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I need to create a hash table to store values for (possibly all) permutations of 123456789, which is exactly 362 880 keys.

Given that I know how all the keys look up front, it seems I that there should be an optimal hashing function, and an optimal size of the table to store the values in.

Is this true? If so, how can I create the perfect hashing function? And also, how can I determine the optimal size for the hash table?

update: I'm looking to store all of the possible permutations, where each will be stored only once, which means the table should in the end contain exactly all 362 880 keys (since I have a hard limit on my algorithm for which I need to optimize my worst case scenario.)

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    $\begingroup$ I'm confused. If you want to store all the possible keys, why do you want a hash table? Hash tables are there for the case where you only want to store a fraction of the keys and the total number of keys is too big to just use an array. $\endgroup$ – David Richerby Feb 21 '15 at 23:40
  • $\begingroup$ Perhaps you could explain why you want to use a hash for this? You want 362,880 keys, but if you're willing to use 100,000,000 slots (just 300x more), arrays will do very well at most every task I can think of. If you're storing lots of data on each node, this would be trouble, but on modern machines, handling 100 million values is a piece of cake. $\endgroup$ – Cort Ammon Feb 22 '15 at 4:22
  • $\begingroup$ @CortAmmon My algorithm needs to run under memory constraints, which is why I can't use much more than exactly 362,880 item array for the hash table. $\endgroup$ – Jakub Arnold Feb 22 '15 at 8:15
  • $\begingroup$ Maybe B-trees of suitable degree would be a better choice. $\endgroup$ – Raphael Feb 22 '15 at 10:47
  • $\begingroup$ @JakubArnold does that means you need to not only find a perfect hash (everything gets its own bin), but a minimal perfect hash (no empty bins)? The latter is a much harder task. $\endgroup$ – Cort Ammon Feb 22 '15 at 13:50
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Simply compute the index of the permutation into the sorted list of all permutations and use that as your hash key. This can be achieved with a relatively simple algorithm: https://stackoverflow.com/questions/5131497/find-the-index-of-a-given-permutation-in-the-sorted-list-of-the-permutations-of

Once you have that index, you can make a table with exactly 9! slots - you have a perfect hash over your input domain.

For example, for n=3, the hash function produces

123 -> 0
132 -> 1
213 -> 2
231 -> 3
312 -> 4
321 -> 5
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Since you have only 362,880 possible keys, you can uniquely represent every key with just 19 bits. (Where a really naïve representation of the key might take 9*4 = 36 bits).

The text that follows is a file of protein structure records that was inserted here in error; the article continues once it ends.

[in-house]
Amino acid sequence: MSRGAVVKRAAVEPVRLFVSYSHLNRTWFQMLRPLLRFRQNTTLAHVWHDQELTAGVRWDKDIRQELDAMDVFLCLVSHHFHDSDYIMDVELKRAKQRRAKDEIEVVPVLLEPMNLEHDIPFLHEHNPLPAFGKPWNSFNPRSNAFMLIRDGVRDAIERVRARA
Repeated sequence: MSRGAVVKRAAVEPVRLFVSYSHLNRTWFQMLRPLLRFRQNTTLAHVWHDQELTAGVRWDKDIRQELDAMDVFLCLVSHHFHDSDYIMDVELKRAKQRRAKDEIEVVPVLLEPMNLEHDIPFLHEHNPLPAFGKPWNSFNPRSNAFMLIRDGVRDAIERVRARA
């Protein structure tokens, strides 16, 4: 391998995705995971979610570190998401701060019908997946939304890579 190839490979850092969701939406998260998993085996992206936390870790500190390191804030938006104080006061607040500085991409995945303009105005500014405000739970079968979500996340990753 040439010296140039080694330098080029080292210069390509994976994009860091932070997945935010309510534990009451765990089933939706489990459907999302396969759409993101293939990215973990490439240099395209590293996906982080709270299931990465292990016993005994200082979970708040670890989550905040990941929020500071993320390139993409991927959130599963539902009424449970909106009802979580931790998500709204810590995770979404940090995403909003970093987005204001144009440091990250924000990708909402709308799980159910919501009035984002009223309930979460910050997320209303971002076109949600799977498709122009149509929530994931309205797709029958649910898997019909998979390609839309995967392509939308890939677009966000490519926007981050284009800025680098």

I can't see a way to have this help you with hashing.

The size of the hash table is determined by how many keys you need to store, not by the size of the space of possible keys.

The size of the output of the hash function is determined by the size of the hash table.

Perfect hashing is a technical term meaning that every key maps to a different hash bucket. It is only possible to construct a perfect hash if you know the exact elements you are going to be storing before you start.

I guess if you really are going to store all possible permutations then you can make a table of 362,880 bits, map each permutation to a unique key in the range [0, 362,879], and then use the key as an index into the table, but that's hardly perfect or optimal if you usually only need to store a few thousand permutations.

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  • $\begingroup$ Thanks! I've updated the question with more details. I guess I'll need to look into perfect hashing. $\endgroup$ – Jakub Arnold Feb 21 '15 at 22:07
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If you want to optimize for memory usage, use an array instead of a hash table.

For example, suppose I'd like to store the following keys/values: {123456789: "alpha", 123456798: "beta", 123456879: "gamma", 987654321: "omega"}

We could instead store these in an array: [123456789, 123456798, 123456879, ..., 987654321]

To do this, you'll need a function that will take a permutation, and return a unique number between 0 and 362879 inclusive. This unique number is your array index.

Whether this is a better solution depends on what your optimisation goals are:

  • lookup performance
  • memory usage
  • programmer time/effort
  • iteration performance

Lookup performance might be better, or it might be worse. This depends on how fast your permutation->index function runs.

Memory usage will be better than a hash table -- there's no extra padding space, no hash collisions, and the keys don't need to be stored in the data structure.

Programmer time/effort will be worse than a hash table.

Iteration performance [ie, how quickly it can visit all entries in the hash table] will be greatly improved. However, since you're looking for a hash table, this is likely irrelevant.

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